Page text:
My friend, BT, began sending emails to a small group of us, who are addicted to the presidential nomination race, a couple of months ago. Everyone now emails everyone with personal observations, news story links, and primary humor.
I received this email from AT, another member of the group today:
you know, I’ve changed my mind about Barack. I now no longer support him for president because I am very concerned that the people of West Virginia will be uncomfortable: Click to read LA Times story.
Naturally, I went to the LA Times story to check out what dire words could be responsible for such a change of heart. To my horror, the story was exactly as AT stated and I immediately began to share his concern about the people of West Virginia.
According to the news story,
“Obama may have emerged from his double-digit victory over Hillary Rodham Clinton in North Carolina and his razor-thin loss in Indiana on Tuesday with a virtual lock on the Democratic nomination. But, his performance did little to reassure political leaders here [West Virginia] concerned by his sagging numbers among once-loyal white Democrats, who have steadily abandoned their party over the last several presidential elections.”
I was particularly taken by the concern expressed by lawyer Clyde M. See Jr., a former Democratic speaker of the West Virginia House of Delegates and two-time gubernatorial candidate. He considers Senator Obama to be a “fine speaker,” but worries that, “There’s a lot of bigotry in the country, not just West Virginia.”
I’ve never been to West Virginia but I have known a few people from various parts of West Virginia. I even had a romantic relationship with a man from West Virginia. Of course, he dumped me and I’ve been sort of ticked off about it ever since but I don’t hold the entire state of West Virginia responsible. (Steve W. if you’re reading this, I am so over you.)
I began to wonder if perhaps the LA Times reporter was getting a bit over excited about race relations in West Virginia. Over the years, there have been multiple occasions when people have shared their sympathy over my unfortunate status of being black and southern. They always seem a bit surprised when I reassure them that I love living in the south. Most of these people are well-meaning non-southerners who assume that no black person in her right mind would willingly choose to live in the south. There are days when I feel as if I may be a brick shy of a load, but mostly I’m in my right mind.
Then my mind began to wander as I tried to figure out if West Virginia was really a part of the south. Originally a part of Virginia, West Virginia bears the distinction of being the only state created by seceding from a confederate state. West Virginia was admitted to the Union as a separate entity from Virginia on June 20, 1863. People that I know from West Virginia don’t always agree as to whether it’s a part of the south. However, as most of those people have more of a drawl than I do, I’m calling them southerners whether they like it or not.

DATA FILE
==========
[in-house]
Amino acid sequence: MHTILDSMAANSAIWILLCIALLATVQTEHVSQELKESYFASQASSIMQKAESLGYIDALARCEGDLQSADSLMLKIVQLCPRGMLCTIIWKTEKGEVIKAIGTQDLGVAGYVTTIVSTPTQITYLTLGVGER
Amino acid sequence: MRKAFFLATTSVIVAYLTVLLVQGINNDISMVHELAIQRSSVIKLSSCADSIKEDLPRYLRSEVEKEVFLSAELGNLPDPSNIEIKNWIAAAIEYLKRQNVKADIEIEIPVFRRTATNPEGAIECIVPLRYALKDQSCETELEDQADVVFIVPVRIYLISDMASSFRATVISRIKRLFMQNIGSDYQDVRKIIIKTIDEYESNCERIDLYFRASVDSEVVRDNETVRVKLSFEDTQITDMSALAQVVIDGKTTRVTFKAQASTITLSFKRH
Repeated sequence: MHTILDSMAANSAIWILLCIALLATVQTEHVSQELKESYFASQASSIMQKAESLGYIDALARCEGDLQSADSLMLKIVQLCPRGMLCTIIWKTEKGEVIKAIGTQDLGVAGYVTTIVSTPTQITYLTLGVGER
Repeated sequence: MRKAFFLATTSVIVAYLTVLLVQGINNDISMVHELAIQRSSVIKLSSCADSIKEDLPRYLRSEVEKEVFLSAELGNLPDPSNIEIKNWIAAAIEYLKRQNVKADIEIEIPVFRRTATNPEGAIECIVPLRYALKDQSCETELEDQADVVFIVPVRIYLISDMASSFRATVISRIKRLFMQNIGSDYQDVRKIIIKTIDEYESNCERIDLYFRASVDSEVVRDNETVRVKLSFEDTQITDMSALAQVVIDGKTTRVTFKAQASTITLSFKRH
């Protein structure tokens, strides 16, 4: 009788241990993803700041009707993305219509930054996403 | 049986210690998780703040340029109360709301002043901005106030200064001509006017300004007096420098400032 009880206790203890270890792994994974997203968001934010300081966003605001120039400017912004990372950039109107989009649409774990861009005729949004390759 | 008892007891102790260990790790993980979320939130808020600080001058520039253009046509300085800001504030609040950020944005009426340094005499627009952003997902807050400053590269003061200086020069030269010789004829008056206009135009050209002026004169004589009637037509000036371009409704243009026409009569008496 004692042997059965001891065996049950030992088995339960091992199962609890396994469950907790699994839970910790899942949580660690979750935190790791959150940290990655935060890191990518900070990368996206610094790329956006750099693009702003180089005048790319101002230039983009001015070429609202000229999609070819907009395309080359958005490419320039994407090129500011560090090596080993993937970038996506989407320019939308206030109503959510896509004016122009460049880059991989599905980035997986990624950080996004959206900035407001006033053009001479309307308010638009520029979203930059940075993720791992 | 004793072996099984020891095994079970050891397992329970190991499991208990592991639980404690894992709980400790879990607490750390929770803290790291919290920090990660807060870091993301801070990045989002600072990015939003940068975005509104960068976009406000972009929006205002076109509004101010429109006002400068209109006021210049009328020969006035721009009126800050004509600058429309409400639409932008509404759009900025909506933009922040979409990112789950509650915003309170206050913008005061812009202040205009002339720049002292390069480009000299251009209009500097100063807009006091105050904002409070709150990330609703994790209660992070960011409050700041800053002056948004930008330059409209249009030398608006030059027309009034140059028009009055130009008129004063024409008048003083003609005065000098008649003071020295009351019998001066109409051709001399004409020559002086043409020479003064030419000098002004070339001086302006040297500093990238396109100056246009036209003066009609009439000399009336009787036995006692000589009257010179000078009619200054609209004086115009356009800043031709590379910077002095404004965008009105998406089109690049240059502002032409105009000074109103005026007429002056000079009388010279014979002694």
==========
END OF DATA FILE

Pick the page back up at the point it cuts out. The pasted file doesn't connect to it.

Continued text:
As I was pursuing this line of thought, I realized that I had not finished reading the LA Times article. and I set about doing so. As I continued to read, I realized that the reporter had chosen to focus on a particular W. Va. area, Hardy County, with a population that is 97% white. (According to the 2000 census, the state of W. Va. is 96% white.) According to the LA Times, Hardy County is “as conflicted as any rural and working-class Democratic bastion as it struggles to adjust to the likely prospect of the party nominating its first African American presidential candidate.”
I couldn’t help but wonder if the white people that I know, some of whom I count as close personal friends, knew that they were conflicted about voting for Barack Obama. All the white people that I know didn’t vote for Obama but neither did all the black people that I know; however, a lot of people in North Carolina voted for Obama in the primary, enough to give him nearly a 15 point lead over Senator Clinton. Maybe they didn’t know that they were conflicted.
I was starting to get really confused and worried about the conflicted folks in West Virginia, and I began to think that perhaps I should follow AT’s lead and stop supporting Senator Obama.
As I wrestled with my unsettled feelings, I continued to read the news story that had gotten me so worked up regarding my conflicted neighbors in West Virginia, and I came across the comments made by a Mr. Vetter, 64, a farmer and lifelong Democrat who regrets voting for Bush in 2000.
“I’ve got 50-some guns, and I wasn’t crazy about Obama’s talk about small towns,” said Sam Vetter,… “Besides,” he added, “Obama just doesn’t sound right for an American president.”
As Vetter’s words sunk in, I had what Oprah calls an “A-ha moment,” a moment of life changing insight that provides you with the solution to what troubles your mind. I didn’t have to stop supporting Barack Hussein Obama, all I had to do was persuade him to change his name!
Vetter said it, “Obama just doesn’t sound right for an American president!” That’s why the people of W. Va. are so conflicted, Obama’s name is just all wrong for an American president.
I immediately began to think of some possibilities and I think that I’ve hit on one. I need to write the current owner and ask if he minds if Senator Obama borrows his name. It’s a solid name, an American name. After all, the holder of this name has had a long political career. As soon as I get all the legal obstacles cleared, I’m going to have a long talk with Senator Obama to persuade him that he needs to change his name to Newt Gingrich.